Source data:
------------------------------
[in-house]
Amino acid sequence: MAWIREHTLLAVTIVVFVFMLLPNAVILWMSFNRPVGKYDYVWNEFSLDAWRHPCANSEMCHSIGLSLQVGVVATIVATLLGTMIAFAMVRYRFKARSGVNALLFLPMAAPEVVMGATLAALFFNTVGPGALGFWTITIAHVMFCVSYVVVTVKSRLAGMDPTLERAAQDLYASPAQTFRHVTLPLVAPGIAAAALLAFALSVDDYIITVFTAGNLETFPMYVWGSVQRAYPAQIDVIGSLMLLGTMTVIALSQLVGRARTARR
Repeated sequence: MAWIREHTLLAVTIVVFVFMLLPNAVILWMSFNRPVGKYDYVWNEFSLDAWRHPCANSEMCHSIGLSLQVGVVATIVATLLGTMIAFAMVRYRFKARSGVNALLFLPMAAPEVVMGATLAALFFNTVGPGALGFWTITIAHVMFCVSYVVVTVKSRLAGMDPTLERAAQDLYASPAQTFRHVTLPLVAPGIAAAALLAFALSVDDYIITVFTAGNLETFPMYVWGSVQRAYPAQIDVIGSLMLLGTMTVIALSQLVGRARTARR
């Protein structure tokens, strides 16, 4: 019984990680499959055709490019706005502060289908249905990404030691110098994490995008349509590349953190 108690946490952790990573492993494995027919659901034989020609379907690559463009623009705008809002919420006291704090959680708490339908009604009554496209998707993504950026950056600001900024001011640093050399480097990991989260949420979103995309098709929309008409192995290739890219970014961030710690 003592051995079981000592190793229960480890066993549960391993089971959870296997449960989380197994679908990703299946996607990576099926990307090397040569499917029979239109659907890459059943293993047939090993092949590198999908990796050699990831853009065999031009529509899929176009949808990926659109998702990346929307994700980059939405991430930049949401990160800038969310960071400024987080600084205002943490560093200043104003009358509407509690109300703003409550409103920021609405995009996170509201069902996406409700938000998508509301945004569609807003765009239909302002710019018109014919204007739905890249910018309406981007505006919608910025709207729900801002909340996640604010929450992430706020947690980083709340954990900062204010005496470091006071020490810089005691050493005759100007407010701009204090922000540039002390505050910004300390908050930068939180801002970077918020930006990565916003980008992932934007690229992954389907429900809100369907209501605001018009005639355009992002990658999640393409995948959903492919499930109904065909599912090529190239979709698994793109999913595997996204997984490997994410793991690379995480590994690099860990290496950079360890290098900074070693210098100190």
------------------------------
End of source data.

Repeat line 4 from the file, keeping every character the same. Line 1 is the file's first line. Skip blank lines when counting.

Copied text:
């Protein structure tokens, strides 16, 4: 019984990680499959055709490019706005502060289908249905990404030691110098994490995008349509590349953190 108690946490952790990573492993494995027919659901034989020609379907690559463009623009705008809002919420006291704090959680708490339908009604009554496209998707993504950026950056600001900024001011640093050399480097990991989260949420979103995309098709929309008409192995290739890219970014961030710690 003592051995079981000592190793229960480890066993549960391993089971959870296997449960989380197994679908990703299946996607990576099926990307090397040569499917029979239109659907890459059943293993047939090993092949590198999908990796050699990831853009065999031009529509899929176009949808990926659109998702990346929307994700980059939405991430930049949401990160800038969310960071400024987080600084205002943490560093200043104003009358509407509690109300703003409550409103920021609405995009996170509201069902996406409700938000998508509301945004569609807003765009239909302002710019018109014919204007739905890249910018309406981007505006919608910025709207729900801002909340996640604010929450992430706020947690980083709340954990900062204010005496470091006071020490810089005691050493005759100007407010701009204090922000540039002390505050910004300390908050930068939180801002970077918020930006990565916003980008992932934007690229992954389907429900809100369907209501605001018009005639355009992002990658999640393409995948959903492919499930109904065909599912090529190239979709698994793109999913595997996204997984490997994410793991690379995480590994690099860990290496950079360890290098900074070693210098100190």